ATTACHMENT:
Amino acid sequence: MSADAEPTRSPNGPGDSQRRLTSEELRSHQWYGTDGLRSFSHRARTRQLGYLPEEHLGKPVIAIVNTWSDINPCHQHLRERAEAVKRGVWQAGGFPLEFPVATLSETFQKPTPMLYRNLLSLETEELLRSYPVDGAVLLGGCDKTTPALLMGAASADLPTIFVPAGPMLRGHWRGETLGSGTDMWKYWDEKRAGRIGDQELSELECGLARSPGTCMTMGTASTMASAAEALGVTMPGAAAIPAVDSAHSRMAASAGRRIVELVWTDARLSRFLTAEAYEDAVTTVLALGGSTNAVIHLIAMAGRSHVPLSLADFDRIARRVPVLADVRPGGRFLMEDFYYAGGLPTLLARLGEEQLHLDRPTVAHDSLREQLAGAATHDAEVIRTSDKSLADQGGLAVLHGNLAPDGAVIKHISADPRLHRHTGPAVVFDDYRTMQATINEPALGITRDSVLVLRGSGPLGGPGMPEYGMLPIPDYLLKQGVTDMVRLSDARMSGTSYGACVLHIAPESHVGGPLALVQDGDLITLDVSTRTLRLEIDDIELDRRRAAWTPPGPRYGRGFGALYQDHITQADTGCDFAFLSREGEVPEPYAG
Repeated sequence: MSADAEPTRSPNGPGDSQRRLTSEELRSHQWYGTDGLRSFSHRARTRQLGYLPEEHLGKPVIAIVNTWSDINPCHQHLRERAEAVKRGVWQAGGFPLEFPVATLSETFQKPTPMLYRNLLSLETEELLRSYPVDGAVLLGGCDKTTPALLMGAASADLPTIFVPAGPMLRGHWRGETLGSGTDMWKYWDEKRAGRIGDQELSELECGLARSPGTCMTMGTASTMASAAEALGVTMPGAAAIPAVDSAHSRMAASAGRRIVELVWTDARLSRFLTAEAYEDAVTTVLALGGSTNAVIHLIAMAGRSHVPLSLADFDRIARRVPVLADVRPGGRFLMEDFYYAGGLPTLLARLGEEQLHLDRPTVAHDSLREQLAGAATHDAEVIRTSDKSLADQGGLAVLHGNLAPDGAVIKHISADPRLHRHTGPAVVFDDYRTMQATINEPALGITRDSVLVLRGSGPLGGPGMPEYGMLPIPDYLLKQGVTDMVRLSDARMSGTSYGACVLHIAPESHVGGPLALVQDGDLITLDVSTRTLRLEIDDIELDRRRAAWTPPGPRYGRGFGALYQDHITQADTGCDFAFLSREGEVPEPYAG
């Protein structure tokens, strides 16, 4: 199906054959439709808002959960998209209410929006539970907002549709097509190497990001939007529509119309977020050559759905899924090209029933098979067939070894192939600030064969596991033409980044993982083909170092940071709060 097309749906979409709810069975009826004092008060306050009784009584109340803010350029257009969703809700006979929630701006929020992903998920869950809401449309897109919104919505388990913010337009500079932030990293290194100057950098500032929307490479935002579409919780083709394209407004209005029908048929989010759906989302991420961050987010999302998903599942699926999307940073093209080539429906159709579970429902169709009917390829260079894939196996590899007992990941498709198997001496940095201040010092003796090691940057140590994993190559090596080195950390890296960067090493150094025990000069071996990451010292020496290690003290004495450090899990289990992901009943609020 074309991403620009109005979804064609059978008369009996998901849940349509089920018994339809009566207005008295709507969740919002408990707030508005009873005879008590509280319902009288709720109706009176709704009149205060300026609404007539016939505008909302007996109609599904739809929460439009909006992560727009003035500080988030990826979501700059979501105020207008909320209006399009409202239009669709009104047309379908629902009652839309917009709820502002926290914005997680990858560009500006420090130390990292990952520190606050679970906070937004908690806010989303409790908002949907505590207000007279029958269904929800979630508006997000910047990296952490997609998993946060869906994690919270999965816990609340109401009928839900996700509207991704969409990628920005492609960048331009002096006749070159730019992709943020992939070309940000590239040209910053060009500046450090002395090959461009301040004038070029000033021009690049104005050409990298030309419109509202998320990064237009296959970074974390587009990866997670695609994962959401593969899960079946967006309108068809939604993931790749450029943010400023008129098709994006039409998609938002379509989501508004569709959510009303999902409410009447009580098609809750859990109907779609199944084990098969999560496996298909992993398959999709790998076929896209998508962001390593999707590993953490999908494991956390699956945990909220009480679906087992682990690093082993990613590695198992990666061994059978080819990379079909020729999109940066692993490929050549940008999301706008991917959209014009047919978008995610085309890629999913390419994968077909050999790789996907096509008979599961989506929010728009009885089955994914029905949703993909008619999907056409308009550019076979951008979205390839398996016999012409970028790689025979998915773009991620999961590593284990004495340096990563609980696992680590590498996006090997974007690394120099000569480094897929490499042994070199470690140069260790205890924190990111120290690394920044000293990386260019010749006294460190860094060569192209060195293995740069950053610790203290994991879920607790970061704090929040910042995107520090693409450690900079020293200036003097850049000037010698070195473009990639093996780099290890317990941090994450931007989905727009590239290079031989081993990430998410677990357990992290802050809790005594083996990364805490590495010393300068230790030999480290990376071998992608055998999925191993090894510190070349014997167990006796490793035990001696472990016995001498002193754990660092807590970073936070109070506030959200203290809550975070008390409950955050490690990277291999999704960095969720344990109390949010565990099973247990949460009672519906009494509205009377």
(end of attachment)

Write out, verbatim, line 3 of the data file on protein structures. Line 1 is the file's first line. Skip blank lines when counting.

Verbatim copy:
């Protein structure tokens, strides 16, 4: 199906054959439709808002959960998209209410929006539970907002549709097509190497990001939007529509119309977020050559759905899924090209029933098979067939070894192939600030064969596991033409980044993982083909170092940071709060 097309749906979409709810069975009826004092008060306050009784009584109340803010350029257009969703809700006979929630701006929020992903998920869950809401449309897109919104919505388990913010337009500079932030990293290194100057950098500032929307490479935002579409919780083709394209407004209005029908048929989010759906989302991420961050987010999302998903599942699926999307940073093209080539429906159709579970429902169709009917390829260079894939196996590899007992990941498709198997001496940095201040010092003796090691940057140590994993190559090596080195950390890296960067090493150094025990000069071996990451010292020496290690003290004495450090899990289990992901009943609020 074309991403620009109005979804064609059978008369009996998901849940349509089920018994339809009566207005008295709507969740919002408990707030508005009873005879008590509280319902009288709720109706009176709704009149205060300026609404007539016939505008909302007996109609599904739809929460439009909006992560727009003035500080988030990826979501700059979501105020207008909320209006399009409202239009669709009104047309379908629902009652839309917009709820502002926290914005997680990858560009500006420090130390990292990952520190606050679970906070937004908690806010989303409790908002949907505590207000007279029958269904929800979630508006997000910047990296952490997609998993946060869906994690919270999965816990609340109401009928839900996700509207991704969409990628920005492609960048331009002096006749070159730019992709943020992939070309940000590239040209910053060009500046450090002395090959461009301040004038070029000033021009690049104005050409990298030309419109509202998320990064237009296959970074974390587009990866997670695609994962959401593969899960079946967006309108068809939604993931790749450029943010400023008129098709994006039409998609938002379509989501508004569709959510009303999902409410009447009580098609809750859990109907779609199944084990098969999560496996298909992993398959999709790998076929896209998508962001390593999707590993953490999908494991956390699956945990909220009480679906087992682990690093082993990613590695198992990666061994059978080819990379079909020729999109940066692993490929050549940008999301706008991917959209014009047919978008995610085309890629999913390419994968077909050999790789996907096509008979599961989506929010728009009885089955994914029905949703993909008619999907056409308009550019076979951008979205390839398996016999012409970028790689025979998915773009991620999961590593284990004495340096990563609980696992680590590498996006090997974007690394120099000569480094897929490499042994070199470690140069260790205890924190990111120290690394920044000293990386260019010749006294460190860094060569192209060195293995740069950053610790203290994991879920607790970061704090929040910042995107520090693409450690900079020293200036003097850049000037010698070195473009990639093996780099290890317990941090994450931007989905727009590239290079031989081993990430998410677990357990992290802050809790005594083996990364805490590495010393300068230790030999480290990376071998992608055998999925191993090894510190070349014997167990006796490793035990001696472990016995001498002193754990660092807590970073936070109070506030959200203290809550975070008390409950955050490690990277291999999704960095969720344990109390949010565990099973247990949460009672519906009494509205009377």